WESTERN ASIATIC ANTIQUTIES      Exhibit
Egypt and Mesopotamia (the land between the rivers Euphrates and Tigris) are the sites of the earliest urban civilizations, while urban planning was an innovation of the Indus Valley civilization, Ur, in the southern region of Sumer (now in Iraq) is memorable for its 'ziggurat' temple lowers and for the royal tombs. From one of these comes the headdress made with lapis lazuli which was already being traded in the early 3rd millennium BC from Afghanistan. Sumeria's distinticve writing, with typically wedge-shaped characters is known as cuneiform. Tablets shown are concerned with omens which list the connections between facial type character and fortune. Closely allied to this use of writing were Cylinder seals developed to mark property. The connections between Mesopotamian seals and those of the Indus Valley are still being explored. The remarkable carving of these seals produces a positive image when impressed in clay, like a print . the stones used, such as serpentine and chalcedony, appear to have been chosen for their attractive Colour and banding.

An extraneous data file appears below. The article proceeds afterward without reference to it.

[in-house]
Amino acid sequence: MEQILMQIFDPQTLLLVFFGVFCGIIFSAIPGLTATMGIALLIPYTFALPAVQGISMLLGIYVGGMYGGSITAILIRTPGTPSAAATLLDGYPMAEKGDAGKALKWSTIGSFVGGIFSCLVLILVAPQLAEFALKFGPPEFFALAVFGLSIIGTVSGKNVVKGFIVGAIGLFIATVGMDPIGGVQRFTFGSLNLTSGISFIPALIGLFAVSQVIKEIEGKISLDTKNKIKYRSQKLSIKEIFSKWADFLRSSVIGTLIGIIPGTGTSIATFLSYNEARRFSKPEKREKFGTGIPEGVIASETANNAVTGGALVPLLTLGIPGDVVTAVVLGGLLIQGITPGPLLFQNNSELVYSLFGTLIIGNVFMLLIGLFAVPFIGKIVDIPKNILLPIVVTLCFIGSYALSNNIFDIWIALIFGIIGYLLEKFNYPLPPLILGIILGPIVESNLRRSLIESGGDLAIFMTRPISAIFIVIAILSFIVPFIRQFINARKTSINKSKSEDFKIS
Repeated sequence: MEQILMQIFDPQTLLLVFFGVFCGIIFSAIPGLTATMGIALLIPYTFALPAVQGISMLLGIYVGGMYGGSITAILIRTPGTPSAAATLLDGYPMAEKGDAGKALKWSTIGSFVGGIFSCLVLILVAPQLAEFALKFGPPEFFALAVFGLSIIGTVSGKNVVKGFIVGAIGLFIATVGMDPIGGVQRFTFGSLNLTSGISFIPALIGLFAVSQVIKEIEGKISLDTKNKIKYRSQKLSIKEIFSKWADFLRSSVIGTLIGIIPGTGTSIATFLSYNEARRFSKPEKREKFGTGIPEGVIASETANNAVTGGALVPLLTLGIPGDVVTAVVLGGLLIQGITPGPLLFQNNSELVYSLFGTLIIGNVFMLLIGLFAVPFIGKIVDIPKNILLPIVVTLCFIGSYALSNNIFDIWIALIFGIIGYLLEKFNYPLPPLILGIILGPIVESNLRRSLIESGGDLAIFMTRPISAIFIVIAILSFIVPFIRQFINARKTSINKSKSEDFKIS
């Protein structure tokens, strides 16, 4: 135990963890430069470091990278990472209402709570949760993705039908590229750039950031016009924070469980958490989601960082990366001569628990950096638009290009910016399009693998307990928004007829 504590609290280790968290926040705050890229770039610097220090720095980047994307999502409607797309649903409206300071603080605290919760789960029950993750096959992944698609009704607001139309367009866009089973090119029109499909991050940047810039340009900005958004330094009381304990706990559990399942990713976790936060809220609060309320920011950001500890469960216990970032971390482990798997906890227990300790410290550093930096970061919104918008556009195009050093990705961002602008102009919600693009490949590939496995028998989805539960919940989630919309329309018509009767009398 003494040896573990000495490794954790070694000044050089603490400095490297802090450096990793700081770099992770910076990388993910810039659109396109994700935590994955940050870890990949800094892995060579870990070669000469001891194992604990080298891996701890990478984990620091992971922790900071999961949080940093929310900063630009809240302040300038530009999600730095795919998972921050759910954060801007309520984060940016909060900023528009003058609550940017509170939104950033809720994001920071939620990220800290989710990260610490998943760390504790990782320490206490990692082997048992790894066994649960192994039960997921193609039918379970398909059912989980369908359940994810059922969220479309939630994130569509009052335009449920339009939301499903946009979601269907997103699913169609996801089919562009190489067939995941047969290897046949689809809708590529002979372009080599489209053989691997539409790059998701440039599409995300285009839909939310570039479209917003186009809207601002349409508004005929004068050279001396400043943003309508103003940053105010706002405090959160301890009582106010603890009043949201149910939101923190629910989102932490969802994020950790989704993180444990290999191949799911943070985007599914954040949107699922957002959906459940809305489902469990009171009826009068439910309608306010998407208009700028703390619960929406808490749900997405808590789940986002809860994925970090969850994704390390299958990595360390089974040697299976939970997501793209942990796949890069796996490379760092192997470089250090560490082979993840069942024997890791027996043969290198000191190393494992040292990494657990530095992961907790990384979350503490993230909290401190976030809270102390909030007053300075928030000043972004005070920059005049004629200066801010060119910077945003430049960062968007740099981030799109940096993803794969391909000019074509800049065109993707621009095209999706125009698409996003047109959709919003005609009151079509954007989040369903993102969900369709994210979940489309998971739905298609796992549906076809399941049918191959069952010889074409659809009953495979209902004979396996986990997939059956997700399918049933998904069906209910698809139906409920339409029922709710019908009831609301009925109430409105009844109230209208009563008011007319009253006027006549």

Other materials used in the ancient Near East include ivory for inlays on furniture. The examples here illustrate the close contact between the Levant (where they were mostly made ) and Egypt, whose artistic influence was strong. Alabaster was used for the funerary sculptures from the Yemen which, with their high degree of abstraction, appear strikingly modern. Gold was used for jewellery and for funerary face coverings, such as those from Nineveh.
The earliest stone relief on display comes form Nimrod from the palace of the Assyrian king, Ashurnasirpal II. The assertive strength and power of the Assyrian empire is clearly indicated. Other Assyrian sculptures come from Khorsabad and demonstrate contact with other parts of the ancient world, as well as the custom of keeping palace eunuchs. Persepolis in southern Iran was the capital of the Achemenids, creators of a later empire. From the famous palace there comes a relief demonstrating the great military might of the Persian king. The last sculpture is from the caravan city of Palmyra in the Syrian desert. Its position on the international trade route between Rome and the East is mirrored in the artistic influence it had on areas as far away as ancient Gandhara, in the north western Indian subcontinent.